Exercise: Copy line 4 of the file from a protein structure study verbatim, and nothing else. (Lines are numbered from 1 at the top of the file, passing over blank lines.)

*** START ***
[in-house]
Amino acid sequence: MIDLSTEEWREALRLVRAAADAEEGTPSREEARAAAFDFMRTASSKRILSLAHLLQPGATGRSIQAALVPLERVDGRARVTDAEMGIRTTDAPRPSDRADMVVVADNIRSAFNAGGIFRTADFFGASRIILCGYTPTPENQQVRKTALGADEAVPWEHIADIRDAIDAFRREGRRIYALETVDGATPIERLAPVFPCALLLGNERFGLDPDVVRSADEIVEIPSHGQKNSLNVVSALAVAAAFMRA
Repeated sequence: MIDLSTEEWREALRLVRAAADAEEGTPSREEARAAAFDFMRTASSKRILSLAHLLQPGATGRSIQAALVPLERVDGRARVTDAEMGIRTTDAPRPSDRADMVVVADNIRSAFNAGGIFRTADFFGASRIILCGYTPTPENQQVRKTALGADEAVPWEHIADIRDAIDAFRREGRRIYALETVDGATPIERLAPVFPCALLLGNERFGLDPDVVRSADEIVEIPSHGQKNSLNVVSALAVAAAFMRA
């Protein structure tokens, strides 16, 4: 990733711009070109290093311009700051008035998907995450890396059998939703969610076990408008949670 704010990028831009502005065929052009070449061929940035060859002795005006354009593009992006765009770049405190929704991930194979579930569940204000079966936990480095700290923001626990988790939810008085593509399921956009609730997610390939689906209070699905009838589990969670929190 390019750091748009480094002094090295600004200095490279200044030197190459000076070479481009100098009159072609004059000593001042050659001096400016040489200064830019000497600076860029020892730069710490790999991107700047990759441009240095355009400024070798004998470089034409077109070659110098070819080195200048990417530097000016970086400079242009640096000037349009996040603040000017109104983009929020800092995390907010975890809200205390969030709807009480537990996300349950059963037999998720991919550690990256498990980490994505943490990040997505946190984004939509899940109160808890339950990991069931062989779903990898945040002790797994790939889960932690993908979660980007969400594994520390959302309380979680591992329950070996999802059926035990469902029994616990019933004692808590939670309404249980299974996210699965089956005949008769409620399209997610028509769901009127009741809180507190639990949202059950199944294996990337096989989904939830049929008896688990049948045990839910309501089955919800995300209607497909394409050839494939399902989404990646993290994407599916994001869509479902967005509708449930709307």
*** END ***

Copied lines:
């Protein structure tokens, strides 16, 4: 990733711009070109290093311009700051008035998907995450890396059998939703969610076990408008949670 704010990028831009502005065929052009070449061929940035060859002795005006354009593009992006765009770049405190929704991930194979579930569940204000079966936990480095700290923001626990988790939810008085593509399921956009609730997610390939689906209070699905009838589990969670929190 390019750091748009480094002094090295600004200095490279200044030197190459000076070479481009100098009159072609004059000593001042050659001096400016040489200064830019000497600076860029020892730069710490790999991107700047990759441009240095355009400024070798004998470089034409077109070659110098070819080195200048990417530097000016970086400079242009640096000037349009996040603040000017109104983009929020800092995390907010975890809200205390969030709807009480537990996300349950059963037999998720991919550690990256498990980490994505943490990040997505946190984004939509899940109160808890339950990991069931062989779903990898945040002790797994790939889960932690993908979660980007969400594994520390959302309380979680591992329950070996999802059926035990469902029994616990019933004692808590939670309404249980299974996210699965089956005949008769409620399209997610028509769901009127009741809180507190639990949202059950199944294996990337096989989904939830049929008896688990049948045990839910309501089955919800995300209607497909394409050839494939399902989404990646993290994407599916994001869509479902967005509708449930709307």